Poor nutrition is a common problem in older adults and those with chronic conditions. If you have an ongoing health problem, it’s important to prevent and treat poor nutrition because it can lead to more medical complications and hospital readmissions.
Identifying solutions to malnutrition problems
If you are concerned about your nutrition or are caring for a loved one with poor nutrition, follow these four steps.
Step 1: Alert your doctor to nutrition problems
If you or a loved one has limited interest in food and eating, this is a serious problem that needs attention. Two of the biggest warning signs of poor nutrition are:
- Eating poorly
- Unplanned weight loss
These warning signs should be talked about every time you are admitted to a hospital or other health care facility. Make sure the doctor or nurse knows right away if you or your loved one has been eating poorly and/or has lost weight recently.
Other things that can alert you to a possible nutrition problem are:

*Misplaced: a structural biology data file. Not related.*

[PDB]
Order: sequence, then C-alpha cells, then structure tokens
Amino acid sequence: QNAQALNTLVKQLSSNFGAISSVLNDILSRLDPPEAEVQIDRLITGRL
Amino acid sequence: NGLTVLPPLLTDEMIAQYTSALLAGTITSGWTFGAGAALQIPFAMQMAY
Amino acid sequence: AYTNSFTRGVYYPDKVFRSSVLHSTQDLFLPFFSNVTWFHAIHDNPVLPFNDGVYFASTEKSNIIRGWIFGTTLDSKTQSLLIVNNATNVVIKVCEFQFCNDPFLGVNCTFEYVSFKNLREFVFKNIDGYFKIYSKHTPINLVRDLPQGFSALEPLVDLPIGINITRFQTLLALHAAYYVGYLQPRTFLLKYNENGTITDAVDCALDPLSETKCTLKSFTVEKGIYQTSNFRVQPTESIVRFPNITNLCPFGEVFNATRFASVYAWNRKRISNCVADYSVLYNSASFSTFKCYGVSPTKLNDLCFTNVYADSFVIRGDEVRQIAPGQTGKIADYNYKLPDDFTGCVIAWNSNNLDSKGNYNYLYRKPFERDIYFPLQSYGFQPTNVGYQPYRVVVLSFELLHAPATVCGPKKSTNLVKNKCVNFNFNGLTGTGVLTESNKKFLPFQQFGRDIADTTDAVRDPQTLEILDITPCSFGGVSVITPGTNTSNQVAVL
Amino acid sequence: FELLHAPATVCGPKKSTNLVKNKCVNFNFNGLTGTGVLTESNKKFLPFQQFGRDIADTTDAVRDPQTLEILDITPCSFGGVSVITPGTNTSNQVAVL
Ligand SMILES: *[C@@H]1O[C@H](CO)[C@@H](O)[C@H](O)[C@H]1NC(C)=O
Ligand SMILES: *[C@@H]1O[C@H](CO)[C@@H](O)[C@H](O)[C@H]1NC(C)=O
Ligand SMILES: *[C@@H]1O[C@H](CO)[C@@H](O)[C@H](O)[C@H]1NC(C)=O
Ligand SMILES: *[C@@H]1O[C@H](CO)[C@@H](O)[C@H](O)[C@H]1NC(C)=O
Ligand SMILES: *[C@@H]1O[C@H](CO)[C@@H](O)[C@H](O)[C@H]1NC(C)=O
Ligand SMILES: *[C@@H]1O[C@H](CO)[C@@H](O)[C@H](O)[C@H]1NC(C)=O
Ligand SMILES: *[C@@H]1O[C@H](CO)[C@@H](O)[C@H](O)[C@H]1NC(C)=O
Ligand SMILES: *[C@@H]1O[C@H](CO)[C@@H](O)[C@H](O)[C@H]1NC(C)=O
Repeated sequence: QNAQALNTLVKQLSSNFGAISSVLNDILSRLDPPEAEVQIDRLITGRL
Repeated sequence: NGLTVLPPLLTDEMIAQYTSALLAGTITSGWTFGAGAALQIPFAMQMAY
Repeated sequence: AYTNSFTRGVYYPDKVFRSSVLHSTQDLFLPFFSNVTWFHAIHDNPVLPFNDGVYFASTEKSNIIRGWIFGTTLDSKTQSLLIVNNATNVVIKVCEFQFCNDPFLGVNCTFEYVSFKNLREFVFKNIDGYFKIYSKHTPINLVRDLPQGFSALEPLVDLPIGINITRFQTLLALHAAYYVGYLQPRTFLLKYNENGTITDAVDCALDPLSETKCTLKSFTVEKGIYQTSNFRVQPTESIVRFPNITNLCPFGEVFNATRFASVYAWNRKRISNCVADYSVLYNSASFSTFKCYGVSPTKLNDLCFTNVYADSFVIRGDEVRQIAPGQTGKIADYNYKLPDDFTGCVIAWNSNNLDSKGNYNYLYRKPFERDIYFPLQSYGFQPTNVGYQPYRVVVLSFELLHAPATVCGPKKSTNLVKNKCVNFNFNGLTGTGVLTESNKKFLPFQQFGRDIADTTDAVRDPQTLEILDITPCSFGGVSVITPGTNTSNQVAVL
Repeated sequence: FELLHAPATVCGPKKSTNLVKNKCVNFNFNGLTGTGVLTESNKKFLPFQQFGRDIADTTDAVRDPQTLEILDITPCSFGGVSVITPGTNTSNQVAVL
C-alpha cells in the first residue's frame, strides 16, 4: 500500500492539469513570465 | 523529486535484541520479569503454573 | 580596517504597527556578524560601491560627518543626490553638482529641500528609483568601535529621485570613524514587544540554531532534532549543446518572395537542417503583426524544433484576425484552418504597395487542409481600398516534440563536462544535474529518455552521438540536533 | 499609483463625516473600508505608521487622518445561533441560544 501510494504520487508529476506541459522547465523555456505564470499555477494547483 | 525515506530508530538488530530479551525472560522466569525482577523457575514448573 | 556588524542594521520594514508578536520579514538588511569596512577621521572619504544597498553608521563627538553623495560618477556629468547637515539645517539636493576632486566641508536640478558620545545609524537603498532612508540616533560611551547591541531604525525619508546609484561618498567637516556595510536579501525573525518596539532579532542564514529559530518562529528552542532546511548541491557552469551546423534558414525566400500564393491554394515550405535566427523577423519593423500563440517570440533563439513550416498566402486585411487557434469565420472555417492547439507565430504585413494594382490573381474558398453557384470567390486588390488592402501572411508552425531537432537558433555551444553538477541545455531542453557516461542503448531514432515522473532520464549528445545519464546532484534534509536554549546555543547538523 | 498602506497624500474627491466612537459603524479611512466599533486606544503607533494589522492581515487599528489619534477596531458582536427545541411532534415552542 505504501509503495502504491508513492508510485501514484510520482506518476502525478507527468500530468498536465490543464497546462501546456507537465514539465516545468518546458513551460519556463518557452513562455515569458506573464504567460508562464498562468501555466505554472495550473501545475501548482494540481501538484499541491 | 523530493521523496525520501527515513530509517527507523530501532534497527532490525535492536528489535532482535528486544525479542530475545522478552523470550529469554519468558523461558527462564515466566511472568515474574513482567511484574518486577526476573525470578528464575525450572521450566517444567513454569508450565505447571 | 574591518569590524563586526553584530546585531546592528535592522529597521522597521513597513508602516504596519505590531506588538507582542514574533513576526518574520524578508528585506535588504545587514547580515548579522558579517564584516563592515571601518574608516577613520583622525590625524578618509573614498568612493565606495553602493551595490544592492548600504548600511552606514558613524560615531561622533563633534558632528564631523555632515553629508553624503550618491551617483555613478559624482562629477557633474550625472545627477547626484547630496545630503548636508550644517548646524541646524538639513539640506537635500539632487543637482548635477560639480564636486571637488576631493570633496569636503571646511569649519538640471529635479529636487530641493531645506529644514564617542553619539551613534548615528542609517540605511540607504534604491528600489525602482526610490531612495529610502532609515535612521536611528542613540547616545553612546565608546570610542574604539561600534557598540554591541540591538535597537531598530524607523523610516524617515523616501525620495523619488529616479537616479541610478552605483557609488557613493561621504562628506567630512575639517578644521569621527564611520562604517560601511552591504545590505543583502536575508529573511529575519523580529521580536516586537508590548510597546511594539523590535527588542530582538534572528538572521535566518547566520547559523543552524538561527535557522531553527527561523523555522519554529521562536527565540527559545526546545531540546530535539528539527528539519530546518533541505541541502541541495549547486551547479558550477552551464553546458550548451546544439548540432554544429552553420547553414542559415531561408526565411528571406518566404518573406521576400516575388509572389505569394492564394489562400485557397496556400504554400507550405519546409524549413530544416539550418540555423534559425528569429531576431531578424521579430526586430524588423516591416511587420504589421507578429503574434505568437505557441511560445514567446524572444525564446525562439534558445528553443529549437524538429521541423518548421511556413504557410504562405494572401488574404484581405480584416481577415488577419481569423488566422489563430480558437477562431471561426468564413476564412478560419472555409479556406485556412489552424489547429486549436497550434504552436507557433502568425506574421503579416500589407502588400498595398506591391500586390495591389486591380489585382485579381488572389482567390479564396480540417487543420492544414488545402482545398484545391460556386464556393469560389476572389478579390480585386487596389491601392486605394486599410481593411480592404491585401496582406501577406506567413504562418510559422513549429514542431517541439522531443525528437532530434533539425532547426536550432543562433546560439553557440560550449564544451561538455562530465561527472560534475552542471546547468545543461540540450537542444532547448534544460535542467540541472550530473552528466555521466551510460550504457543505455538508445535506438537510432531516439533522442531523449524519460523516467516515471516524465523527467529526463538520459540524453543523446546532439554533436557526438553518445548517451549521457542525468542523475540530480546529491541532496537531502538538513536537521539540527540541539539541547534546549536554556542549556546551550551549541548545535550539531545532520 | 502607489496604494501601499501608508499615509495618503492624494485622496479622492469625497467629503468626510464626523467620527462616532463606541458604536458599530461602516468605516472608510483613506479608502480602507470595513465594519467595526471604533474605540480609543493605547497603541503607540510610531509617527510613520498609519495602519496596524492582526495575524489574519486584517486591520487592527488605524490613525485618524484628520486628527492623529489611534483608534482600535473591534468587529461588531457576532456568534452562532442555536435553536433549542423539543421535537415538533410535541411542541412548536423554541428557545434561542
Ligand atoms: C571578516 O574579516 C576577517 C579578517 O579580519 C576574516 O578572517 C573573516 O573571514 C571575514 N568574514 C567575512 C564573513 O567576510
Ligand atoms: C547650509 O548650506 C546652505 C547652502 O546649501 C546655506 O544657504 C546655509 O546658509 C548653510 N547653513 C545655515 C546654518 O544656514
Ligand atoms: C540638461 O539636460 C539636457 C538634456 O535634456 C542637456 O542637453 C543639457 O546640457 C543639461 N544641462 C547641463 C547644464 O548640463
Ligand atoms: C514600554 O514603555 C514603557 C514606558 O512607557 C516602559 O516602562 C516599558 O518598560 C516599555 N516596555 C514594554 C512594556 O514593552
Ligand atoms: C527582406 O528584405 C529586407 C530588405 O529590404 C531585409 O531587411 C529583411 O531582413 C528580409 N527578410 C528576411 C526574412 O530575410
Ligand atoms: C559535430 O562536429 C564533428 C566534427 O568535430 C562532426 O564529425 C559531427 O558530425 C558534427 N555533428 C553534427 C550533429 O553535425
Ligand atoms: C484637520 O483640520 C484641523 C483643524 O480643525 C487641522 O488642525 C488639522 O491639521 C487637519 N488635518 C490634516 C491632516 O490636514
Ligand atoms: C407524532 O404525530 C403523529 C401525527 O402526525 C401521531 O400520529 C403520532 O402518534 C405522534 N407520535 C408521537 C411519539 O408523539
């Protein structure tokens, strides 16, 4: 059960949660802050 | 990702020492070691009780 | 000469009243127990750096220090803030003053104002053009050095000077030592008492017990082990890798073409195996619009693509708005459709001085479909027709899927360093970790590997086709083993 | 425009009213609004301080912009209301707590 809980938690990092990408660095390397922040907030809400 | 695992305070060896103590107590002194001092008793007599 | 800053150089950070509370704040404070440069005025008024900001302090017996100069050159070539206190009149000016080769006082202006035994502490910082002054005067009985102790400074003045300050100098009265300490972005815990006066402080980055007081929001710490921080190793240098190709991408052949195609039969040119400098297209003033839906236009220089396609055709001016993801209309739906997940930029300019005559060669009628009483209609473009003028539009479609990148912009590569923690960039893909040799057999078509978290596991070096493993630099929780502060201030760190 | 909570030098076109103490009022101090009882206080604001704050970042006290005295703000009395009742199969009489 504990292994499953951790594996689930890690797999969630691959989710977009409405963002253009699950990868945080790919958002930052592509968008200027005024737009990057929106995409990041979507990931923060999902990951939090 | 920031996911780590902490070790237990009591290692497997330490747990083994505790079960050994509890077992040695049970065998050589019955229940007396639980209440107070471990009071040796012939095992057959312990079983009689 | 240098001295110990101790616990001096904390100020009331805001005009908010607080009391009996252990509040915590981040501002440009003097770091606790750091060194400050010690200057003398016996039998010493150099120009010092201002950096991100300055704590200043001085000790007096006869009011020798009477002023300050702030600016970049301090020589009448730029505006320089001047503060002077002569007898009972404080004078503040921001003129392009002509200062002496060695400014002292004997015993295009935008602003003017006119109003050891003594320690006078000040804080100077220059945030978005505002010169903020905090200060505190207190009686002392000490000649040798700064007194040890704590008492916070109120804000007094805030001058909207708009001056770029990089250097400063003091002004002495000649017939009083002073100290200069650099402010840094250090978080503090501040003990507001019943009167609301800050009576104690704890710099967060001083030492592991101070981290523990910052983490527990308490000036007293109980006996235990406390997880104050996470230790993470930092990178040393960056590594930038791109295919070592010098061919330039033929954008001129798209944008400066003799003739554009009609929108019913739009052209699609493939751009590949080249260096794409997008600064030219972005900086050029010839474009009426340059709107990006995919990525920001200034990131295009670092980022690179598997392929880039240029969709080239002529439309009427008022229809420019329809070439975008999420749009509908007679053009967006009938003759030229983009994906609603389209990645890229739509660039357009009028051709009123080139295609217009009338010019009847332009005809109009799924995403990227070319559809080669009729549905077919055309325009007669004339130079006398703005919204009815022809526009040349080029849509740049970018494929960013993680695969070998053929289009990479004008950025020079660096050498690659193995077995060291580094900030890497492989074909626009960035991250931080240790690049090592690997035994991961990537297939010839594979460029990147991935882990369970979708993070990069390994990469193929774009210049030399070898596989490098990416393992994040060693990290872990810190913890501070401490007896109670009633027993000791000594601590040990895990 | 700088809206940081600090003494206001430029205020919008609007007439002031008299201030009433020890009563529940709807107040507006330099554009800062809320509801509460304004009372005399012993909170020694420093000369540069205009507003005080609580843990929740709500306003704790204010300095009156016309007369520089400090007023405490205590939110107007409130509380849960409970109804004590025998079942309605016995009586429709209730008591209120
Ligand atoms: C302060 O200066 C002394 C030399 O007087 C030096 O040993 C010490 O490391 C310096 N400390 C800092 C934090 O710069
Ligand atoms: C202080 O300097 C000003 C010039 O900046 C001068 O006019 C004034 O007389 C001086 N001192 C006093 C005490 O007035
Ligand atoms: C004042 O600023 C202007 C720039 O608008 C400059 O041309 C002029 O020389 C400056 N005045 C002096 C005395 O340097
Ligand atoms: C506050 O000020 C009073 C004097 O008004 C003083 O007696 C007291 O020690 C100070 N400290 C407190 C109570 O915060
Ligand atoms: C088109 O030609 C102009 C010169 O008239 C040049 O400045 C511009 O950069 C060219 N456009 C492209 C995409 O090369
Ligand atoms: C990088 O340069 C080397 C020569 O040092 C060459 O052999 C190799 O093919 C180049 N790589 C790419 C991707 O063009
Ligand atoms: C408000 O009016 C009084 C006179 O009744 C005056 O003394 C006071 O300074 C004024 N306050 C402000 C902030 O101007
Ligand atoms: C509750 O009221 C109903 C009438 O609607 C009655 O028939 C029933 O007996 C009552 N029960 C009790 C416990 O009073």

- Chewing and swallowing difficulties
- Taking multiple medicines (this often affects appetite)
Step 2: Ask for a nutrition assessment
Individuals who are identified as having a nutrition risk sign should be seen right away by a registered dietitian for a comprehensive nutrition assessment. If this does not happen, ask the doctor for a consult with a registered dietitian.
A comprehensive nutrition assessment looks at the person’s diseases and medical history, including changes in weight, diet, and potential digestive issues. The nutrition assessment also looks for physical signs of nutrition problems, like loss of muscle or more limited ability to move about and take care of oneself.
Step 3: Ask for a nutrition care plan
After the nutrition assessment finds specific issues, the dietitian will help you develop a nutrition care plan to improve your nutritional health. If this does not happen, ask for it. Request specific ways to eat better and regain your weight or prevent further weight loss.
Ask for ideas on what can be done in the hospital, as well as what you can do at home to help improve your nutrition and speed your recovery.